So, the Sixers had a pretty poor showing in Game 5. Their inexperience was on display for the world as they collapsed when the game got tight in the second half. Or maybe, the Celtics’ just proved what veterans they are. Whatever. Either way, the Sixers blew a great chance to steal a game in Boston and have an opportunity to close out the series in Philly. Now they’re fighting for their lives and the Celtics smell blood; And with any veteran team that knows how to win, you do not want to let them smell blood.
I think that’s really proving to be the difference in this series, if one can be singled out. It has to be experience. The Sixers’ youth has won them some games against the aging, nearly decrepit C’s. Yet it seems like experience outweighs youth in these situations. Game 5 was a great example. With their backs against the wall the Celtics channeled some of their championship experience into an electrifying run that had the Sixers barely able to complete a pass on offense, and getting dunked on repeatedly on defense. This does not bode well for tonight’s game. I know this isn’t earth shattering insight, but it’s true.
The Sixers have come back before, however, and will look to do it again tonight. They’ve got the youth, and they’ve got the energy. Let’s hope they can play smart enough, and calm enough, to beat the Celtics at their own game.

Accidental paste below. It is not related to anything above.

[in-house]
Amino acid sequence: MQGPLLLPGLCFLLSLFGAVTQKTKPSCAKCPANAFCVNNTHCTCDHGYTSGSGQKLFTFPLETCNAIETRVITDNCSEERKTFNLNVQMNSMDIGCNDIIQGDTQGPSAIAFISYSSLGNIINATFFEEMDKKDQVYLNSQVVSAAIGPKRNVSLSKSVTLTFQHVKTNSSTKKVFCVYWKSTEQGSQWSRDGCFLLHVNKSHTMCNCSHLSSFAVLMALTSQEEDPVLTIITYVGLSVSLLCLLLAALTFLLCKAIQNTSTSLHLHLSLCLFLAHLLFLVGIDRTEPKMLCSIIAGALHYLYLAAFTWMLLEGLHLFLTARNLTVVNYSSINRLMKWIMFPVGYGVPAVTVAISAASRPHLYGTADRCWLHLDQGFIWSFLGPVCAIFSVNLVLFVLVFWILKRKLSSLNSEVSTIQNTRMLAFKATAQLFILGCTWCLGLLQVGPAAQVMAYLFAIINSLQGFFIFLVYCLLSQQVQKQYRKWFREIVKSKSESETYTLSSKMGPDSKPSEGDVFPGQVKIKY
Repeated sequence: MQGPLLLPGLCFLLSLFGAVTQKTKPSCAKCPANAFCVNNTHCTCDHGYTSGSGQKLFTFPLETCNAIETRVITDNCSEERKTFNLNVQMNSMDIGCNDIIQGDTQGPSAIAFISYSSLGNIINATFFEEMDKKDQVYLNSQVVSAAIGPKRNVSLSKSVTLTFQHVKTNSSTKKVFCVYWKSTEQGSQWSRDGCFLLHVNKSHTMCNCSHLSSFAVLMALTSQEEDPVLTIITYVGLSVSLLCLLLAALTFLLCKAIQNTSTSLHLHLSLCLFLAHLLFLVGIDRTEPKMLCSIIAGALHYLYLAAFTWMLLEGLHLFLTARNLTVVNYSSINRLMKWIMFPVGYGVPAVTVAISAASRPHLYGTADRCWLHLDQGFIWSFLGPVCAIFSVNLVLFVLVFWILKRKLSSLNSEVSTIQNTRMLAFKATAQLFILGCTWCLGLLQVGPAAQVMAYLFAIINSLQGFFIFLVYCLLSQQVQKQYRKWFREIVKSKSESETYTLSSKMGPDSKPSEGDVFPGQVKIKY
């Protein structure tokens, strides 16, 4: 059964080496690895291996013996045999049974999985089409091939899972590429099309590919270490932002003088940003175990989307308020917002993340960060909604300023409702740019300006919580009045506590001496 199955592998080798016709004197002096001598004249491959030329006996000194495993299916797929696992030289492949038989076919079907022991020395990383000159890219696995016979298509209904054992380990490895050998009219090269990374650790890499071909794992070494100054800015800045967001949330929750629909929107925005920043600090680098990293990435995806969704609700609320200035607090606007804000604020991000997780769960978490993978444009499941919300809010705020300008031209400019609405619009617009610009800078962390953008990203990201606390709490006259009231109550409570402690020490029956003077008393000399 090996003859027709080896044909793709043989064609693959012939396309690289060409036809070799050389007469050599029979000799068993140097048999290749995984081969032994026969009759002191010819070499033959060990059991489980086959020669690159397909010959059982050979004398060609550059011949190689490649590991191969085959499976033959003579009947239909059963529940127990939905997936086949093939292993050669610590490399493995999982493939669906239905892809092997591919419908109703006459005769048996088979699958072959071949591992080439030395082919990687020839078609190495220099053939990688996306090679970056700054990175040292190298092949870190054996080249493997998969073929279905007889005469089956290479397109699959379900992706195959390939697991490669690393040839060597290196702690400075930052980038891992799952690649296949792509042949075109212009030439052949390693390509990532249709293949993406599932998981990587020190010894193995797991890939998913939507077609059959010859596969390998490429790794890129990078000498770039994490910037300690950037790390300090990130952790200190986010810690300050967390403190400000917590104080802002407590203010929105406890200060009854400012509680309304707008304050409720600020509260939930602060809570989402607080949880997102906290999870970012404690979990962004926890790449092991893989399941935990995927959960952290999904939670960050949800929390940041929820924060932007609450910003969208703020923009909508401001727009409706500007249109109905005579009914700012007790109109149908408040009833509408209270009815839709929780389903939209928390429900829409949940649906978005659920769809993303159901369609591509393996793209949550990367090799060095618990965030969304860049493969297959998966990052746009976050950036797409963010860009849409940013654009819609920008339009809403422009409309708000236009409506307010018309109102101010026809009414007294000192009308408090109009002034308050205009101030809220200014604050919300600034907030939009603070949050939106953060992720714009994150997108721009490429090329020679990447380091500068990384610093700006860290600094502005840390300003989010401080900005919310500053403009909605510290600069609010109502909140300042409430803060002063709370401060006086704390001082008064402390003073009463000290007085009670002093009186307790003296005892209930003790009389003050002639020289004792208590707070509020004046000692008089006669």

What’s with all the Iggy Pictures
In a tribute to Bill Simmons, I’m going to try one of his favorite gimmicks – The in-game diary. This is going be a running log of my thoughts and observations while watching Game 5 of the Sixers Celtics series. Let’s Go. (Mind you these are live thoughts – if they’re stupid, biased, or offensive, I apologize, but I tend to get heated while watching these games.) Continue reading
Most of the game was brutal – truly, honestly, difficult to watch. After scoring only 12 points in the first quarter it seemed like the Sixers were trying to lose. They weren’t doing anything right. They were turning it over, giving up easy jump shots to the Celtics big three (and others) and not hitting the glass hard. For the Sixers, who aren’t a terrific scoring team in the first place, that combination made for the trifecta for how to get blown out in a playoff game. Oh yeah, and once again, the Sixers only scored 12 points in the first quarter on 3 of 16 shooting. Pathetic. The Sixers were trying to gift-wrap this game; only the Celtics wouldn’t let them. Continue reading